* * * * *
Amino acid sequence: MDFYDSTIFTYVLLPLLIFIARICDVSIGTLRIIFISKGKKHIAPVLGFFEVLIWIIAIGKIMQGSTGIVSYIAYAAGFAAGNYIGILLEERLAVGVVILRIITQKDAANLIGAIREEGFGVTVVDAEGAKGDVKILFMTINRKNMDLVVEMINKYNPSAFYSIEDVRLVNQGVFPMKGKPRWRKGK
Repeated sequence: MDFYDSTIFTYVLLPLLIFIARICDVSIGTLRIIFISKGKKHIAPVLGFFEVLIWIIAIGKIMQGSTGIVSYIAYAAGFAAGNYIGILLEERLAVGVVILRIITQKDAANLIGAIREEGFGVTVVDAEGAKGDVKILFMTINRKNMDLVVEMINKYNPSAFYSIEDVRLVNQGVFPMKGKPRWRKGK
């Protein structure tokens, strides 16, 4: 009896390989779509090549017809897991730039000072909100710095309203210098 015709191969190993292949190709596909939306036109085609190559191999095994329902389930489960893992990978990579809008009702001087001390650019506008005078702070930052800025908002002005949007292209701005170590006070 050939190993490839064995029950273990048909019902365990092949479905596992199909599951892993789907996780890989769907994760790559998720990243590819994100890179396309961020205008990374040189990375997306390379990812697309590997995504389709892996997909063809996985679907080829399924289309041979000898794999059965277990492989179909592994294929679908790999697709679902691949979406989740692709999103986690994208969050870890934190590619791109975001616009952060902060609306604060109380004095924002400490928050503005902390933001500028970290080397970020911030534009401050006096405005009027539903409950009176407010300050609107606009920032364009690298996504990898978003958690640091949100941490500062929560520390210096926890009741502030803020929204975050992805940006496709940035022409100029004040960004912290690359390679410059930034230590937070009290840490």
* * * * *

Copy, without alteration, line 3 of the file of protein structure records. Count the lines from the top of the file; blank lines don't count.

């Protein structure tokens, strides 16, 4: 009896390989779509090549017809897991730039000072909100710095309203210098 015709191969190993292949190709596909939306036109085609190559191999095994329902389930489960893992990978990579809008009702001087001390650019506008005078702070930052800025908002002005949007292209701005170590006070 050939190993490839064995029950273990048909019902365990092949479905596992199909599951892993789907996780890989769907994760790559998720990243590819994100890179396309961020205008990374040189990375997306390379990812697309590997995504389709892996997909063809996985679907080829399924289309041979000898794999059965277990492989179909592994294929679908790999697709679902691949979406989740692709999103986690994208969050870890934190590619791109975001616009952060902060609306604060109380004095924002400490928050503005902390933001500028970290080397970020911030534009401050006096405005009027539903409950009176407010300050609107606009920032364009690298996504990898978003958690640091949100941490500062929560520390210096926890009741502030803020929204975050992805940006496709940035022409100029004040960004912290690359390679410059930034230590937070009290840490």